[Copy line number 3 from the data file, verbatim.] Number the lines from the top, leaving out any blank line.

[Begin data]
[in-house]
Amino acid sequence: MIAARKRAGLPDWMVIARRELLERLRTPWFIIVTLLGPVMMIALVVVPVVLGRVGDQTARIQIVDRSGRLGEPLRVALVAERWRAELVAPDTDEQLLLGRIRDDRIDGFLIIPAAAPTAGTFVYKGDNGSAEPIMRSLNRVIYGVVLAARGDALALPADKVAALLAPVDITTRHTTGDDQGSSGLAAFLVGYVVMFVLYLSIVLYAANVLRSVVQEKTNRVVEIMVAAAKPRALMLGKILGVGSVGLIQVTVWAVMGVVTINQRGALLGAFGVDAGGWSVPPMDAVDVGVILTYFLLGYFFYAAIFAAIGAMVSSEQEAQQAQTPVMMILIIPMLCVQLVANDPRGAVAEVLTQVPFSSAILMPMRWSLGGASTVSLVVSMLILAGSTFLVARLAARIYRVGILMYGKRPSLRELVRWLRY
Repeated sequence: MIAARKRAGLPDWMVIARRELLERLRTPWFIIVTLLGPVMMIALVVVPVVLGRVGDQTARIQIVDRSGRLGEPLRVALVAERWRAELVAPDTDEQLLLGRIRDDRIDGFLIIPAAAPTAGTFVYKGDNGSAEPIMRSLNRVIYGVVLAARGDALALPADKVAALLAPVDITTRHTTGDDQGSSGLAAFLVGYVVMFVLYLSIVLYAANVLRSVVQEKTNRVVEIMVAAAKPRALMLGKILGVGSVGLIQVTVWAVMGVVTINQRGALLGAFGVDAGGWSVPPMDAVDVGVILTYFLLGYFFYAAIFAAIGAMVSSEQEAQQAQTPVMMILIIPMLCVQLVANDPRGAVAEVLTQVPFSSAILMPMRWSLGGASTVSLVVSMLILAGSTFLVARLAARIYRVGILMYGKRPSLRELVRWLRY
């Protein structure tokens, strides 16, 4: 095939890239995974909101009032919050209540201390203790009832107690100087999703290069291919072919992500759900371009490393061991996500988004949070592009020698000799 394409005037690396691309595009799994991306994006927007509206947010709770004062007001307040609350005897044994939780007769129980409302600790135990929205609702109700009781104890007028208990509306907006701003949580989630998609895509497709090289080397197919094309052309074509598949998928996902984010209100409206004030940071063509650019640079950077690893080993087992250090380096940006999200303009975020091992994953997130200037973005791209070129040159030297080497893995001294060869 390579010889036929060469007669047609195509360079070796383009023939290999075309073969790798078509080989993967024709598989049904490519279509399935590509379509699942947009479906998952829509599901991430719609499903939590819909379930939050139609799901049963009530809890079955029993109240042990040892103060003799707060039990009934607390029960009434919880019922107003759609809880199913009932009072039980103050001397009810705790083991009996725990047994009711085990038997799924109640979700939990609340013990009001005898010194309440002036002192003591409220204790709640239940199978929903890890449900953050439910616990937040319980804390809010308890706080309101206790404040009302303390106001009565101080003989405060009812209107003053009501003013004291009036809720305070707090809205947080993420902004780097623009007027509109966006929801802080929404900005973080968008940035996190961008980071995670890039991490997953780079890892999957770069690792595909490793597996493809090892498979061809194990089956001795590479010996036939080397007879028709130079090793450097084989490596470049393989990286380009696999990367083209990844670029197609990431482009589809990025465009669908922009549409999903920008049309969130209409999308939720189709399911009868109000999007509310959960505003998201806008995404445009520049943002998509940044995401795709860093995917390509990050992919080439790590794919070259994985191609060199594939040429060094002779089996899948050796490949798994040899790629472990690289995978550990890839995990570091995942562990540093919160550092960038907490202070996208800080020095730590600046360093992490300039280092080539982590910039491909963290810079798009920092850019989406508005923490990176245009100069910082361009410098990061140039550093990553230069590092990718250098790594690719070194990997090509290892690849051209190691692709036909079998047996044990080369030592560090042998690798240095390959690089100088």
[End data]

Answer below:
Repeated sequence: MIAARKRAGLPDWMVIARRELLERLRTPWFIIVTLLGPVMMIALVVVPVVLGRVGDQTARIQIVDRSGRLGEPLRVALVAERWRAELVAPDTDEQLLLGRIRDDRIDGFLIIPAAAPTAGTFVYKGDNGSAEPIMRSLNRVIYGVVLAARGDALALPADKVAALLAPVDITTRHTTGDDQGSSGLAAFLVGYVVMFVLYLSIVLYAANVLRSVVQEKTNRVVEIMVAAAKPRALMLGKILGVGSVGLIQVTVWAVMGVVTINQRGALLGAFGVDAGGWSVPPMDAVDVGVILTYFLLGYFFYAAIFAAIGAMVSSEQEAQQAQTPVMMILIIPMLCVQLVANDPRGAVAEVLTQVPFSSAILMPMRWSLGGASTVSLVVSMLILAGSTFLVARLAARIYRVGILMYGKRPSLRELVRWLRY